Striking a balance between Whig and Tory views

Parliament's role involves more than Douglas Hurd's belief that it should 'sustain the executive'

Share
Related Topics
This has been a good week for the Lords and a bad one for the Commons. It was, in the end, the peers who forced Jack Straw to drop his unjustifiable support for a government measure that would have given policemen, and policemen alone, the statutory right to decide when to bug and burgle in pursuit of their enquiries. Publicly - in that the peers, Liberal Democrat, judicial and those in the Labour Party like Lord Callaghan who could not be muzzled made a big fuss. Privately - in that it was Lord Irvine, Labour's Lord Chancellor in waiting and mentor to the leader, who played a pivotal part in seeing to it that Straw changed his mind before the issue was debated in the upper house on Monday. It is not to much to say that if it had been left to the House of Commons, Michael Howard's measure would have survived.

By a neat symmetry, another event on the same day exposed one of the Commons' most flagrant shortcomings. The minister Andrew Mitchell, appearing before the Standards and Privileges Committee to explain what he had been doing, as a government whip, on a committee investigating the allegations that Neil Hamilton took cash for questions, gave a fair account of himself. He was not, as his colleague David Willetts had been, hubristic in his evidence. He had the grace to admit that "in hindsight" it probably would have been better if he had not been on the committee. But his very presence at the hearing served as a reminder of how comprehensively the whips permeate the select committee system, the one bit of the parliamentary jigsaw that everyone, in theory, accepts is there to check and scrutinise the executive.

This contrast, which underlines how much more easily the Commons can be bullied than the Lords, is not without ironies. It is after all Lords, rather than Commons, reform which makes headlines in Labour's programme. Yet doesn't most recent history suggest that it's the Commons that is failing in its constitutional duty to exercise control over the government?

Not according to the self-confessedly heretical definition of the Commons' purpose which Douglas Hurd elegantly supplies in the new issue of Prospect magazine. He distinguishes between the "Whig" view of Parliament, that its main task is to check the executive, and the "Tory" view, which he shares, that one of its main functions is to "sustain the executive" - while helping it "to make decisions in the national interest". A view most perfectly expressed by that highest of high Tories, the Duke of Wellington, as "the Queen's government must be carried on". To paraphrase (rather crudely) Hurd's argument: as there is no separation of powers in the British constitution, as there is in the US, the "Tory", as opposed to the "Whig", view must be right.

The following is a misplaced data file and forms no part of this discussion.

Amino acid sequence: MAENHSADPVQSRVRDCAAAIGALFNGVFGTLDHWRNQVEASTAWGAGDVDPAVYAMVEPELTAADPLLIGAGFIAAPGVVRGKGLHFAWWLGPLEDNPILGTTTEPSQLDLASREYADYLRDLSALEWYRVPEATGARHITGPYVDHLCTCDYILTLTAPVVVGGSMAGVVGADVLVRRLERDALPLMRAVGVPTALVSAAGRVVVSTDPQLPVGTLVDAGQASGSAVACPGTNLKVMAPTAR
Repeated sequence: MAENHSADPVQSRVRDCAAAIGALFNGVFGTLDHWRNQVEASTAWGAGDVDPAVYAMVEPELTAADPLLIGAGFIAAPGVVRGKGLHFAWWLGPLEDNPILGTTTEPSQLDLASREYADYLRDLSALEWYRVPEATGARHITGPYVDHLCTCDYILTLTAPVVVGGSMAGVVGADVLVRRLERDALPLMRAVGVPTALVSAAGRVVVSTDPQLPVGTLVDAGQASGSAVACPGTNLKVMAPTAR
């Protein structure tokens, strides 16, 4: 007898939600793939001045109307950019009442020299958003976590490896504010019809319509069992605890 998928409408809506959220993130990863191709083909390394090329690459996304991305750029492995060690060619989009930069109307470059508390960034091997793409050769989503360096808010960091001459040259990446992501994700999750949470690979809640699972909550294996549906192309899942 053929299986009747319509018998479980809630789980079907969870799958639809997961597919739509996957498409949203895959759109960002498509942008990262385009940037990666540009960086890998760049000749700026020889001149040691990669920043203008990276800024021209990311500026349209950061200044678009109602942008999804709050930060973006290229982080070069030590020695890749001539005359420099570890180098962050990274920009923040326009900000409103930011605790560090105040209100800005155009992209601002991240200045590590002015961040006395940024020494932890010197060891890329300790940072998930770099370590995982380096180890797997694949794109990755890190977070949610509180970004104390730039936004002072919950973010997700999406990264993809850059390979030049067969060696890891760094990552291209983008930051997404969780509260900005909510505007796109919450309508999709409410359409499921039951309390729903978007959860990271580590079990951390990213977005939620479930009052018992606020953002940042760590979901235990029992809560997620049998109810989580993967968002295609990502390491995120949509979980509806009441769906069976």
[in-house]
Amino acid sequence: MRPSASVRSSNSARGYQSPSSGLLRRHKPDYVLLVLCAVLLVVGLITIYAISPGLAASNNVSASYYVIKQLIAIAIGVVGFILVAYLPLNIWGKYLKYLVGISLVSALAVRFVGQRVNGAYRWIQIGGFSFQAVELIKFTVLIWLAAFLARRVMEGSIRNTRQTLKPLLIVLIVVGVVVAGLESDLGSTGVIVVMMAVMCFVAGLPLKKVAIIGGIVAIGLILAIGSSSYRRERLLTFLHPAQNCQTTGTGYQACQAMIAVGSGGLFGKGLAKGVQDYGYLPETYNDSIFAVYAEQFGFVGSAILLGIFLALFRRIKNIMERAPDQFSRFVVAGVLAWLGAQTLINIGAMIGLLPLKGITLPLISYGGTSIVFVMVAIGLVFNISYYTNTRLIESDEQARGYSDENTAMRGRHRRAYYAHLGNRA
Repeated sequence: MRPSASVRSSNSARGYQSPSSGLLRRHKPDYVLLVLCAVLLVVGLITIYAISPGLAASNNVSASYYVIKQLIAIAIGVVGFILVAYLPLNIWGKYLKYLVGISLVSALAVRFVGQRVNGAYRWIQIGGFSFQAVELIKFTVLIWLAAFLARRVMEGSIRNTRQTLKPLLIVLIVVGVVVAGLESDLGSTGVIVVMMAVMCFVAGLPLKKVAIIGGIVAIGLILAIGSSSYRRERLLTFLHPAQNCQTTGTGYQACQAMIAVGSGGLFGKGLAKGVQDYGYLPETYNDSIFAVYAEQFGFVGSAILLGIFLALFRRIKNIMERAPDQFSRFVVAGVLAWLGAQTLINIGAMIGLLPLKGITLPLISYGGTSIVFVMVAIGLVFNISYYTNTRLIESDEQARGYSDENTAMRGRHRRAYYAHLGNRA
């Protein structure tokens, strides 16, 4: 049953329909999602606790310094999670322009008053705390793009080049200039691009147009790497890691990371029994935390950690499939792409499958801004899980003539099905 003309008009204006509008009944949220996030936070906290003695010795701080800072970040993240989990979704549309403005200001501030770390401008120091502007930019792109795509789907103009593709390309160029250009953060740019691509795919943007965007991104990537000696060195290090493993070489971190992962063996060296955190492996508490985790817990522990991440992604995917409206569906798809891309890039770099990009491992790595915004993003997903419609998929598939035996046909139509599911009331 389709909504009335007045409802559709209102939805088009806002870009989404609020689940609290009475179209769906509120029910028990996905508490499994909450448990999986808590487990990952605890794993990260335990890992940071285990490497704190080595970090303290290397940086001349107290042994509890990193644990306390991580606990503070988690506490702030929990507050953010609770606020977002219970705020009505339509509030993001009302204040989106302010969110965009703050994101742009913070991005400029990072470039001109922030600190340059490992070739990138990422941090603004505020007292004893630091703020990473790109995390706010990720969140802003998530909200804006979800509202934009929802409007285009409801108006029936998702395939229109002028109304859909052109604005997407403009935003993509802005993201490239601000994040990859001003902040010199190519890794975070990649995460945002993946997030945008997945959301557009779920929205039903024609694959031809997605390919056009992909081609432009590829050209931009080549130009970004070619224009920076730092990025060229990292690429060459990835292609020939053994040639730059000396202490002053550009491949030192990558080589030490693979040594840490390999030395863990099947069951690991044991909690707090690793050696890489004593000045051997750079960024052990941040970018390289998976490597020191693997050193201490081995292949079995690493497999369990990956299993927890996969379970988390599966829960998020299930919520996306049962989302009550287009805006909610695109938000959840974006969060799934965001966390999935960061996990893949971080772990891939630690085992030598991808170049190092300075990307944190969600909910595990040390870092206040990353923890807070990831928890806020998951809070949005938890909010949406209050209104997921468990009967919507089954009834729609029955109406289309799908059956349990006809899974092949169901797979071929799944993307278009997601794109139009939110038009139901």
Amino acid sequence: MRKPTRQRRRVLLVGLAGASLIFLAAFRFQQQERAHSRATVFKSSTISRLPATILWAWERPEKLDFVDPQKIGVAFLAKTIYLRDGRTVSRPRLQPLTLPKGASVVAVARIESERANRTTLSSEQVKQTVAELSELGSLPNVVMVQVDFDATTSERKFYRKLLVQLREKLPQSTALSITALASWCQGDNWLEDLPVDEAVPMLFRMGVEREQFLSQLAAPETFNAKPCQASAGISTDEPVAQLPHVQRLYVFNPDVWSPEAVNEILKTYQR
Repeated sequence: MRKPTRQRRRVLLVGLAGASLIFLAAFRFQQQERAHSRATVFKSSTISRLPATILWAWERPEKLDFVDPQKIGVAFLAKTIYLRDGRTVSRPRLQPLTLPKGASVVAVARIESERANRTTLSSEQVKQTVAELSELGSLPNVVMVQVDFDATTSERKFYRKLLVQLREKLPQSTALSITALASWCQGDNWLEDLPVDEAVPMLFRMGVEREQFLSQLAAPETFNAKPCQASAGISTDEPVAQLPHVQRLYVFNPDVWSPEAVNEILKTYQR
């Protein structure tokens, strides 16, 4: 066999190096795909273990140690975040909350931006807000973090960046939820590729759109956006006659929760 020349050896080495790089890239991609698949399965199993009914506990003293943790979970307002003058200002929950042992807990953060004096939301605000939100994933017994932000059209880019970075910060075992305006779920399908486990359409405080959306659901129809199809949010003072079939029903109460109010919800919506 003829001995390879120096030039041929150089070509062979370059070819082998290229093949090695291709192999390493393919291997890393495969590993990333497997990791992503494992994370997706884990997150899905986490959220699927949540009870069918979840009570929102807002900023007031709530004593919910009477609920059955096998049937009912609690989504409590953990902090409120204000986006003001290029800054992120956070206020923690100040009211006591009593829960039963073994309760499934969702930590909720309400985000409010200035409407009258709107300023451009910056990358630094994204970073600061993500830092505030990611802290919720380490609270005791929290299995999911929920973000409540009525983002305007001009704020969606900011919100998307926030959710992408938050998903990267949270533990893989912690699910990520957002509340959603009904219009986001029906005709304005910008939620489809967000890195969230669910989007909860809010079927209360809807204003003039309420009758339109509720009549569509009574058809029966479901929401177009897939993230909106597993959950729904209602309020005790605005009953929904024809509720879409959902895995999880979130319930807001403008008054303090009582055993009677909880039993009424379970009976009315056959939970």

Hurd is critical of the detailed workings of the Commons. He is sensitive to the criticism that bad laws are too often rushed through whipped standing committees without alteration. He sensibly argues that Parliament would be improved if there were fewer ministers. He's right to point out that there must be something wrong with a government which has grown in numbers since it was running first an empire, then a command economy. It may not be literally true, as a Permanent Secretary assured me, that "80 per cent of the world's junior ministers are in the British government". But the indefensible exemption of the ministeriat from the ruthless reduction in Whitehall's manpower serves only to reinforce government patronage, and silence dozens of the most intelligent and independent-minded MPs.

He is on less sure ground in suggesting that "Chief Whig" Sir Richard Scott and Lord Nolan may have "unwittingly" contributed to the deterioration of government and parliament. Maybe the post-Nolan regime on earnings disclosure will drive away some bright MPs. But which does more to damage the quality of MPs - that or the hopelessly ramshackle lottery of MP selection, not least in his own party? He may be right that Sir Richard was naive about the workings of government. But would the Government have been in trouble over arms to Iraq if it were not for the pervasive convention that on sensitive issues, departments answer parliamentary questions in the most contemptuously minimalist way they think they can get away with?

But Hurd's central thesis is also surely too benign. A government certainly has a fundamental right to get through the programme on which it was elected; properly used, whips lubricate democracy rather than merely impede it. The Commons needs a balance of functions to be healthy. It is a scandal that the whips' patronage extends to the select committees, and that departmental committees don't have more resources and powers. And that more standing committees don't have the power to call expert witnesses while considering legislation or - occasionally - more freedom to divide on detailed provisions of Bills across party lines. You could even imagine a partial extension of the Salisbury doctrine (the convention which precludes the Lords from blocking legislation contained in a government's manifesto) to the Commons itself. It isn't too fanciful to think this would allow MPs to improve bad Bills without standing between a government and its mandate.